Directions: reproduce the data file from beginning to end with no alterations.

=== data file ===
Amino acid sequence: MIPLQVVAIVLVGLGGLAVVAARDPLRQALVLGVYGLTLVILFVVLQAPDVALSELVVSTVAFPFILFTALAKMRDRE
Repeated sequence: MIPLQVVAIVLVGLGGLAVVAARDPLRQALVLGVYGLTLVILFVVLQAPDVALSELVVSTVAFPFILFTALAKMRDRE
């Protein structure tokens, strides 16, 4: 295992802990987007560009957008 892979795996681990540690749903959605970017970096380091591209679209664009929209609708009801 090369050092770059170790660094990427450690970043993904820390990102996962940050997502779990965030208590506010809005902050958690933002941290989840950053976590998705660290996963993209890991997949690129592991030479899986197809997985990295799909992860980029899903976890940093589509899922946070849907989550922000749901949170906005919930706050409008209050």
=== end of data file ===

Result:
Amino acid sequence: MIPLQVVAIVLVGLGGLAVVAARDPLRQALVLGVYGLTLVILFVVLQAPDVALSELVVSTVAFPFILFTALAKMRDRE
Repeated sequence: MIPLQVVAIVLVGLGGLAVVAARDPLRQALVLGVYGLTLVILFVVLQAPDVALSELVVSTVAFPFILFTALAKMRDRE
């Protein structure tokens, strides 16, 4: 295992802990987007560009957008 892979795996681990540690749903959605970017970096380091591209679209664009929209609708009801 090369050092770059170790660094990427450690970043993904820390990102996962940050997502779990965030208590506010809005902050958690933002941290989840950053976590998705660290996963993209890991997949690129592991030479899986197809997985990295799909992860980029899903976890940093589509899922946070849907989550922000749901949170906005919930706050409008209050």